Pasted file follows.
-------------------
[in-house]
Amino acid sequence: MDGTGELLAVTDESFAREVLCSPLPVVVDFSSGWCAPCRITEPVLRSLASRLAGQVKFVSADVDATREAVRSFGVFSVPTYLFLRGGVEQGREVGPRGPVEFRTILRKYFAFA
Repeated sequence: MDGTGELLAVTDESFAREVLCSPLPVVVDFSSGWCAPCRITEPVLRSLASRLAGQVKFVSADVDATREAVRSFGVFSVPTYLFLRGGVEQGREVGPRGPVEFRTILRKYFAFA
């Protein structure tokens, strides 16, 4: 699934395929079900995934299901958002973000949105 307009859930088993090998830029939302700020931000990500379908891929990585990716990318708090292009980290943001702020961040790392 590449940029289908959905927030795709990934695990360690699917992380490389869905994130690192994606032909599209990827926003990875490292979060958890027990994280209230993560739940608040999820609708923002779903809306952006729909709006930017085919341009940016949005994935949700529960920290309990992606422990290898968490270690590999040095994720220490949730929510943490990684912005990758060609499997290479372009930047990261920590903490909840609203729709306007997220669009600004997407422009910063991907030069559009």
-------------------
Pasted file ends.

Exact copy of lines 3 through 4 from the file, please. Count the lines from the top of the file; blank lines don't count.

Repeated sequence: MDGTGELLAVTDESFAREVLCSPLPVVVDFSSGWCAPCRITEPVLRSLASRLAGQVKFVSADVDATREAVRSFGVFSVPTYLFLRGGVEQGREVGPRGPVEFRTILRKYFAFA
């Protein structure tokens, strides 16, 4: 699934395929079900995934299901958002973000949105 307009859930088993090998830029939302700020931000990500379908891929990585990716990318708090292009980290943001702020961040790392 590449940029289908959905927030795709990934695990360690699917992380490389869905994130690192994606032909599209990827926003990875490292979060958890027990994280209230993560739940608040999820609708923002779903809306952006729909709006930017085919341009940016949005994935949700529960920290309990992606422990290898968490270690590999040095994720220490949730929510943490990684912005990758060609499997290479372009930047990261920590903490909840609203729709306007997220669009600004997407422009910063991907030069559009």